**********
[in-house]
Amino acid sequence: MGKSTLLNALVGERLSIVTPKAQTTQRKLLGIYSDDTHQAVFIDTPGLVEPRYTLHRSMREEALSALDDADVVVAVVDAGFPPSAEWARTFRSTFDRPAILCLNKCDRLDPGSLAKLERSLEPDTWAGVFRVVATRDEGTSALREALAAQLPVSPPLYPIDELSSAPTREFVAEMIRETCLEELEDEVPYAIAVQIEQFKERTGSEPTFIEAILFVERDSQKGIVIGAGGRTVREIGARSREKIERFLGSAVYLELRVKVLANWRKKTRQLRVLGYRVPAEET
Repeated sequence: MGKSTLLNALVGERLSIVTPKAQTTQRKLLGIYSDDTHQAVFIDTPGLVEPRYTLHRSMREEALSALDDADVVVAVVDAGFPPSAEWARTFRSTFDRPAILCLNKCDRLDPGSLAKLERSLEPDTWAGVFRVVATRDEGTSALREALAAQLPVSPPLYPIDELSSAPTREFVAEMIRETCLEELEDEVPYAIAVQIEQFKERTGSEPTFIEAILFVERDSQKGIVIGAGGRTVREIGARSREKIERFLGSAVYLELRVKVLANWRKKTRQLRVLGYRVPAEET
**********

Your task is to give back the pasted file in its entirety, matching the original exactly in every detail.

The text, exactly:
[in-house]
Amino acid sequence: MGKSTLLNALVGERLSIVTPKAQTTQRKLLGIYSDDTHQAVFIDTPGLVEPRYTLHRSMREEALSALDDADVVVAVVDAGFPPSAEWARTFRSTFDRPAILCLNKCDRLDPGSLAKLERSLEPDTWAGVFRVVATRDEGTSALREALAAQLPVSPPLYPIDELSSAPTREFVAEMIRETCLEELEDEVPYAIAVQIEQFKERTGSEPTFIEAILFVERDSQKGIVIGAGGRTVREIGARSREKIERFLGSAVYLELRVKVLANWRKKTRQLRVLGYRVPAEET
Repeated sequence: MGKSTLLNALVGERLSIVTPKAQTTQRKLLGIYSDDTHQAVFIDTPGLVEPRYTLHRSMREEALSALDDADVVVAVVDAGFPPSAEWARTFRSTFDRPAILCLNKCDRLDPGSLAKLERSLEPDTWAGVFRVVATRDEGTSALREALAAQLPVSPPLYPIDELSSAPTREFVAEMIRETCLEELEDEVPYAIAVQIEQFKERTGSEPTFIEAILFVERDSQKGIVIGAGGRTVREIGARSREKIERFLGSAVYLELRVKVLANWRKKTRQLRVLGYRVPAEET